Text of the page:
Air pollution levels put health of passengers, staff, port communities at risk, according to report by Johns Hopkins University researcher.
A new investigative report released details the shocking findings of a two-year study exposing extremely poor air quality on four Carnival Corporation ships that can be worse than some of the world’s most polluted cities including Beijing, China and Santiago, Chile.
The report, titled “An investigation of air pollution on the decks of 4 cruise ships” was authored by Dr. Ryan Kennedy, an assistant professor at the Johns Hopkins University Bloomberg School of Public Health. The study was commissioned by international environmental organization Stand.earth.
“More than 30 million people worldwide are expected to go on a cruise in 2019, and these cruise passengers and staff may be exposed to concerning levels of air pollution that could impact their health. Despite being on the open sea, they can be breathing dirty air worse than some of the world’s most polluted cities,” said Dr. Ryan Kennedy, a researcher at the Johns Hopkins University Bloomberg School of Public Health.
The study measured ultrafine particulate pollution from multiple locations on four cruise ships, both in port and at sea over multi-day cruises. The ships — operating under the Carnival, Holland America, and Princess lines — left from Port Canaveral, Florida to the Bahamas; from Galveston, Texas to the Western Caribbean and Mexico; from Vancouver, British Columbia to Los Angeles, California; and from Los Angeles, California, to Mexico.
While less studied than fine particulate pollution, ultrafine particulate pollution can be detrimental to human health because of the increased toxicity. Ultrafine particles can have thousands of times more surface area than fine particles and are small enough to be inhaled into a person’s lungs and move into the bloodstream, where they can cause higher rates of cardiovascular disease and asthma. Recent studies have suggested that ultrafine particles may be the most dangerous to human health, and that particulate matter from ship exhaust may be to blame for tens of thousands of annual deaths.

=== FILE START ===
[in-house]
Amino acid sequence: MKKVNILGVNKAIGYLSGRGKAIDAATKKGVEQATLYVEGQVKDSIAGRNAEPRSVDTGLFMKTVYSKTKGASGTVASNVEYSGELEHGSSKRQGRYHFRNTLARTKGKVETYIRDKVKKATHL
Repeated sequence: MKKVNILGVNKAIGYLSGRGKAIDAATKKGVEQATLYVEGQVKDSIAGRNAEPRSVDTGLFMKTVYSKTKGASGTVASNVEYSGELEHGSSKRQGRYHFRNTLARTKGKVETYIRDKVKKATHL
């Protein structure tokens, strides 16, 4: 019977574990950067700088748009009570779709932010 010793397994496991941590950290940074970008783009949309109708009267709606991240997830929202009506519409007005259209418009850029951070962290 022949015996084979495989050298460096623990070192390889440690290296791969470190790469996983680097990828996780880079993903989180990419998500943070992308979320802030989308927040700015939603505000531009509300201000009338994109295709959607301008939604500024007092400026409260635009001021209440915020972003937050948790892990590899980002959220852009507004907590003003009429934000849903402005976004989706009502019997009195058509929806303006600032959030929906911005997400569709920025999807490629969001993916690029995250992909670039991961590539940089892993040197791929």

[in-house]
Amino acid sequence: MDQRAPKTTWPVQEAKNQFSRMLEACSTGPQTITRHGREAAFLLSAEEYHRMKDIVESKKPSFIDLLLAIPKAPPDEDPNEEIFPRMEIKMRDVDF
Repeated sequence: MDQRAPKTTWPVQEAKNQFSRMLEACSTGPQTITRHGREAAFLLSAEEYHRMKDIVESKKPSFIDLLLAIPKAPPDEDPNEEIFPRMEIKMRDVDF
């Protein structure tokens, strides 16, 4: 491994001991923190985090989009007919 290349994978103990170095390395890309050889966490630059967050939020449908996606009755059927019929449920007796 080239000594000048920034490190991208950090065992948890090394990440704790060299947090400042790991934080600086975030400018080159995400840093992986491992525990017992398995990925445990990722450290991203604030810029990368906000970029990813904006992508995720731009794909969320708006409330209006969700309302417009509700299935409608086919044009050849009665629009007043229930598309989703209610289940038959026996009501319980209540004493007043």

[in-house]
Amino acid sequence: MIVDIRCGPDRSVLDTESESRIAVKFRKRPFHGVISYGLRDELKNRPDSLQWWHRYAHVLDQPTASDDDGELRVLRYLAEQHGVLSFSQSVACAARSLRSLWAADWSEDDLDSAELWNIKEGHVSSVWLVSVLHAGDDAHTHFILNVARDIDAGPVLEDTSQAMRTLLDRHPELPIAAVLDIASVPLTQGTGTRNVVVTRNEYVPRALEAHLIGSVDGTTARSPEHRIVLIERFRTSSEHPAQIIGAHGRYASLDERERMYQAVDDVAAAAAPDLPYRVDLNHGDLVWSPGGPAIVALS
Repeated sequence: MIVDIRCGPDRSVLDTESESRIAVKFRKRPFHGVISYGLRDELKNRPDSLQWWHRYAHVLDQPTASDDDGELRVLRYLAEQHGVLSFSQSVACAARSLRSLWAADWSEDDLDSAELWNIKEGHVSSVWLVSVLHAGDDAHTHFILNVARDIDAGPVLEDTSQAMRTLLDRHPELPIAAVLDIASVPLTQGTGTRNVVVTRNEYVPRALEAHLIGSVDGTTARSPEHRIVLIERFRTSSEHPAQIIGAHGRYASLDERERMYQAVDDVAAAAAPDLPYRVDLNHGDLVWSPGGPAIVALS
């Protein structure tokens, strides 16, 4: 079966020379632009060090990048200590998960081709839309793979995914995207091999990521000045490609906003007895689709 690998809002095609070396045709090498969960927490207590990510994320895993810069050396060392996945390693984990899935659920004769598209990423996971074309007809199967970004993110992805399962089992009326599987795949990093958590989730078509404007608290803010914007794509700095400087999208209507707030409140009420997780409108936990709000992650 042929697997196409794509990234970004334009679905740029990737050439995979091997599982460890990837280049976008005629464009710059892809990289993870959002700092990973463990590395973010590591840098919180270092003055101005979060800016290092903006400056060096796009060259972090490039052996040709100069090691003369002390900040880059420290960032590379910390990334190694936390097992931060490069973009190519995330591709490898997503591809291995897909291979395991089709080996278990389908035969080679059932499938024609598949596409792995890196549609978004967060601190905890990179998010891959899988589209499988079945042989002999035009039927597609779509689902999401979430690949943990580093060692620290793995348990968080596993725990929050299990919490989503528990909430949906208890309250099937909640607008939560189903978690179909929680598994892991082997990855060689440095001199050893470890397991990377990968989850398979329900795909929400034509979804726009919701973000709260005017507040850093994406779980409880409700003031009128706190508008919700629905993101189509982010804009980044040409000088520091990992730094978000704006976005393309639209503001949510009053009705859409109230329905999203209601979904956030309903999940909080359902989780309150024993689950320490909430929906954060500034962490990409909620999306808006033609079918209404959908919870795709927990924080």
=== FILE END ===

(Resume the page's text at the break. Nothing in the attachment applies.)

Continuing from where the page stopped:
“Extremely high levels of air pollution measured on these Carnival Corporation ships suggest this pollution could pose serious health risks to passengers, staff, and people living in port and coastal communities. The most shocking finding from this study is that pollution was often highest near the stern of the ships, where passengers are encouraged to exercise. This study should be a warning sign for anyone considering booking a cruise, but especially for vulnerable groups such as the elderly and young children or anyone with cardiovascular problems,” said Kendra Ulrich, Senior Shipping Campaigner at Stand.earth.
One of Stand.earth’s core programs works to reduce the climate and human health impacts of the shipping industry. Stand.earth is urging Carnival Corporation to transition away from using heavy fuel oil (HFO) to power its ships and immediately switch to a cleaner-burning fuel while installing filters to help reduce ultrafine particulate pollution. Ultimately, Stand.earth wants Carnival Corporation, the world’s largest cruise operator, to transition away from fossil-fuel powered ships completely.
“Carnival Corporation claims sustainability and human rights are core company values, but its policies continue to threaten its clients and the environment. Most of Carnival’s global fleet burns heavy fuel oil — the dirtiest fossil fuel available for marine transportation. This study exposes the health consequences of using this bottom-of-the-barrel oil coupled with inadequate pollution filters, simply because it’s dirt cheap. Carnival’s own customers could be subsidizing the company’s profits with their health,” said Ulrich.
Some of the findings from the study include:
In addition to the report’s documented air pollution impacts on cruise passengers and staff, studies have shown approximately 70% of ship emissions occur within 250 miles of land, potentially exposing millions of unsuspecting people to dangerous air pollution levels and raising serious health concerns for coastal cities and port communities.
All four ships in this study have scrubbers installed, an exhaust-cleaning technology designed to reduce sulfur air emissions. This allows the ships to burn heavy fuel oil inside most of the North American and Caribbean Emissions Control Areas, where there are strict limits on emissions. In California, where scrubbers are banned within 24 miles from shore, ships are required to switch to a cleaner-burning fuel.
“Carnival claims its scrubbers significantly reduce air emissions. This report’s continuous elevated readings indicate that even in California, where Carnival Corporation is required to switch to a cleaner-burning fuel, air pollution on board remains a serious concern. That’s why Carnival must not only switch to a cleaner-burning fuel, but also install adequate pollution filters to help prevent this dangerous ultrafine particulate pollution from impacting the health of its passengers and staff,” said Ulrich.
As air pollution becomes an increasing concern for global health officials — including the head of the World Health Organization who recently called air pollution “the new tobacco” — Carnival’s use of heavy fuel oil is putting human health at serious risk.
Source: Maritime Shipping News